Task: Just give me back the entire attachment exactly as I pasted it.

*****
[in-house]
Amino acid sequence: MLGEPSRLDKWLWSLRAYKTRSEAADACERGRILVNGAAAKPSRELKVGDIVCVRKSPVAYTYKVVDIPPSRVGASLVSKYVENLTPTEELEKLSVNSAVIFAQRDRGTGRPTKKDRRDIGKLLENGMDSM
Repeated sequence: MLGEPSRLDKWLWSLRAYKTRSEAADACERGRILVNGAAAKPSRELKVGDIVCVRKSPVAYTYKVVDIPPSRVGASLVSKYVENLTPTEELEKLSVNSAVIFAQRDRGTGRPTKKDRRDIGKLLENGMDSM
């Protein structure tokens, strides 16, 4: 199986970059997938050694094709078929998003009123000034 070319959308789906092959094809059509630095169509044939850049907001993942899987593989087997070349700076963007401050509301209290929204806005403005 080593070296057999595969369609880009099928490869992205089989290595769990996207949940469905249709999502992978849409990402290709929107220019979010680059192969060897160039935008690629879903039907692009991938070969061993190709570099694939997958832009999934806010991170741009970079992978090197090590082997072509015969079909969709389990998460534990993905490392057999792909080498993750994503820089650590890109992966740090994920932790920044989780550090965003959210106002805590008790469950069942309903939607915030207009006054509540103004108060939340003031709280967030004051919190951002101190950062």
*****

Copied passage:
[in-house]
Amino acid sequence: MLGEPSRLDKWLWSLRAYKTRSEAADACERGRILVNGAAAKPSRELKVGDIVCVRKSPVAYTYKVVDIPPSRVGASLVSKYVENLTPTEELEKLSVNSAVIFAQRDRGTGRPTKKDRRDIGKLLENGMDSM
Repeated sequence: MLGEPSRLDKWLWSLRAYKTRSEAADACERGRILVNGAAAKPSRELKVGDIVCVRKSPVAYTYKVVDIPPSRVGASLVSKYVENLTPTEELEKLSVNSAVIFAQRDRGTGRPTKKDRRDIGKLLENGMDSM
């Protein structure tokens, strides 16, 4: 199986970059997938050694094709078929998003009123000034 070319959308789906092959094809059509630095169509044939850049907001993942899987593989087997070349700076963007401050509301209290929204806005403005 080593070296057999595969369609880009099928490869992205089989290595769990996207949940469905249709999502992978849409990402290709929107220019979010680059192969060897160039935008690629879903039907692009991938070969061993190709570099694939997958832009999934806010991170741009970079992978090197090590082997072509015969079909969709389990998460534990993905490392057999792909080498993750994503820089650590890109992966740090994920932790920044989780550090965003959210106002805590008790469950069942309903939607915030207009006054509540103004108060939340003031709280967030004051919190951002101190950062």